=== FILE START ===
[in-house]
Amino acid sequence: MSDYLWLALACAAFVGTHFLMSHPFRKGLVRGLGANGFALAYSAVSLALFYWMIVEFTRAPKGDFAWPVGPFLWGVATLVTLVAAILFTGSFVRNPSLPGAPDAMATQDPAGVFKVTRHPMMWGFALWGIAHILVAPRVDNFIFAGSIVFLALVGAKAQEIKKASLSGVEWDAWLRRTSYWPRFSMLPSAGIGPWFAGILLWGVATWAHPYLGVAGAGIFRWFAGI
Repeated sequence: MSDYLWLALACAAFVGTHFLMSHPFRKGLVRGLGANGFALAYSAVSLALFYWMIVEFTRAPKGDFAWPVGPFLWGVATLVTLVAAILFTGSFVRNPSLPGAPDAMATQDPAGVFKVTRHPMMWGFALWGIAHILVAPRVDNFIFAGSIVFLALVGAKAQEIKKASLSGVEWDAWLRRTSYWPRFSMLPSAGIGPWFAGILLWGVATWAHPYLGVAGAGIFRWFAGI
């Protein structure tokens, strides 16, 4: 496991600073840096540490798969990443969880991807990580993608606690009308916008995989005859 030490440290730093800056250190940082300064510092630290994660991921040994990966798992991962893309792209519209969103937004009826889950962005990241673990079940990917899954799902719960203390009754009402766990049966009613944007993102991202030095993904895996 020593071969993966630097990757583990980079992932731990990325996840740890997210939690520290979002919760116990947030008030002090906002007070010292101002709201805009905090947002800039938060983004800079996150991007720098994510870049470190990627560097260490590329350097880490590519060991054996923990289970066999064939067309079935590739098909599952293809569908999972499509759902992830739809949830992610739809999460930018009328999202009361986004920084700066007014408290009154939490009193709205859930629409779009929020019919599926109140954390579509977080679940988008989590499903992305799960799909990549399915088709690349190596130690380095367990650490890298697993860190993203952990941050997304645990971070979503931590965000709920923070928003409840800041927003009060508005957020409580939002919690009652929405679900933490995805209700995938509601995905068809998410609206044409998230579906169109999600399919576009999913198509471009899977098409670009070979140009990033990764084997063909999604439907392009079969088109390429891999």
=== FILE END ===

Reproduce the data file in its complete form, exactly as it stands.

[in-house]
Amino acid sequence: MSDYLWLALACAAFVGTHFLMSHPFRKGLVRGLGANGFALAYSAVSLALFYWMIVEFTRAPKGDFAWPVGPFLWGVATLVTLVAAILFTGSFVRNPSLPGAPDAMATQDPAGVFKVTRHPMMWGFALWGIAHILVAPRVDNFIFAGSIVFLALVGAKAQEIKKASLSGVEWDAWLRRTSYWPRFSMLPSAGIGPWFAGILLWGVATWAHPYLGVAGAGIFRWFAGI
Repeated sequence: MSDYLWLALACAAFVGTHFLMSHPFRKGLVRGLGANGFALAYSAVSLALFYWMIVEFTRAPKGDFAWPVGPFLWGVATLVTLVAAILFTGSFVRNPSLPGAPDAMATQDPAGVFKVTRHPMMWGFALWGIAHILVAPRVDNFIFAGSIVFLALVGAKAQEIKKASLSGVEWDAWLRRTSYWPRFSMLPSAGIGPWFAGILLWGVATWAHPYLGVAGAGIFRWFAGI
């Protein structure tokens, strides 16, 4: 496991600073840096540490798969990443969880991807990580993608606690009308916008995989005859 030490440290730093800056250190940082300064510092630290994660991921040994990966798992991962893309792209519209969103937004009826889950962005990241673990079940990917899954799902719960203390009754009402766990049966009613944007993102991202030095993904895996 020593071969993966630097990757583990980079992932731990990325996840740890997210939690520290979002919760116990947030008030002090906002007070010292101002709201805009905090947002800039938060983004800079996150991007720098994510870049470190990627560097260490590329350097880490590519060991054996923990289970066999064939067309079935590739098909599952293809569908999972499509759902992830739809949830992610739809999460930018009328999202009361986004920084700066007014408290009154939490009193709205859930629409779009929020019919599926109140954390579509977080679940988008989590499903992305799960799909990549399915088709690349190596130690380095367990650490890298697993860190993203952990941050997304645990971070979503931590965000709920923070928003409840800041927003009060508005957020409580939002919690009652929405679900933490995805209700995938509601995905068809998410609206044409998230579906169109999600399919576009999913198509471009899977098409670009070979140009990033990764084997063909999604439907392009079969088109390429891999």